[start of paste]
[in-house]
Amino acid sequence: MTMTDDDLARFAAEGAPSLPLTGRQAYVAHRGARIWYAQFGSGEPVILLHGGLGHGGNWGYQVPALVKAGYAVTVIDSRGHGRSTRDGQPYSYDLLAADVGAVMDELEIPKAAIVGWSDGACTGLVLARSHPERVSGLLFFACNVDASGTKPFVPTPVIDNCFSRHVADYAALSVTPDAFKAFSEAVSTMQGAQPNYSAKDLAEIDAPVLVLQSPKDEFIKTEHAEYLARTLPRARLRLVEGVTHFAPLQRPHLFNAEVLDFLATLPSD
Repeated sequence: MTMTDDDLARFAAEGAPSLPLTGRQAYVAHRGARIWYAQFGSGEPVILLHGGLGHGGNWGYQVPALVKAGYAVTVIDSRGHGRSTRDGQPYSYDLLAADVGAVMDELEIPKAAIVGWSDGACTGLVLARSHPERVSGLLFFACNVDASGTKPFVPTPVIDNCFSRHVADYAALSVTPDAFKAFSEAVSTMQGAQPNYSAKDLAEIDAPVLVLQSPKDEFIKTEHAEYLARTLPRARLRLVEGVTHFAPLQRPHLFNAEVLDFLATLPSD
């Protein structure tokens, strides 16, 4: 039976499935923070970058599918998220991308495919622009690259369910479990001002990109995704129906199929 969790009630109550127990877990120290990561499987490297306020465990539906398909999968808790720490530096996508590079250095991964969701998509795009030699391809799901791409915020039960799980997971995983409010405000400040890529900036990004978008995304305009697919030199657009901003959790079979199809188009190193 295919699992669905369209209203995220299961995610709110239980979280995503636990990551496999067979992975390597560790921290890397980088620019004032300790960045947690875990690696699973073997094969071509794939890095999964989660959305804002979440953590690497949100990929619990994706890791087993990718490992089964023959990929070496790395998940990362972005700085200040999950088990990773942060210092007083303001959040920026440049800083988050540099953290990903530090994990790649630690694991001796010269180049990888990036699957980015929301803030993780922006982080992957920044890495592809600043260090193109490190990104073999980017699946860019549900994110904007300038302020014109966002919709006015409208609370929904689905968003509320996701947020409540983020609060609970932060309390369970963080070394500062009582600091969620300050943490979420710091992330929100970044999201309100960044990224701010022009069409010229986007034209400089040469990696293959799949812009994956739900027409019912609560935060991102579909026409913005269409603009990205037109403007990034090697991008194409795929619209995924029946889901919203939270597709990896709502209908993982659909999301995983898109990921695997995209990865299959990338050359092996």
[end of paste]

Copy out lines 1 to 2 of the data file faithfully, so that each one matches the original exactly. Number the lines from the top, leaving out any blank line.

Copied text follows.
[in-house]
Amino acid sequence: MTMTDDDLARFAAEGAPSLPLTGRQAYVAHRGARIWYAQFGSGEPVILLHGGLGHGGNWGYQVPALVKAGYAVTVIDSRGHGRSTRDGQPYSYDLLAADVGAVMDELEIPKAAIVGWSDGACTGLVLARSHPERVSGLLFFACNVDASGTKPFVPTPVIDNCFSRHVADYAALSVTPDAFKAFSEAVSTMQGAQPNYSAKDLAEIDAPVLVLQSPKDEFIKTEHAEYLARTLPRARLRLVEGVTHFAPLQRPHLFNAEVLDFLATLPSD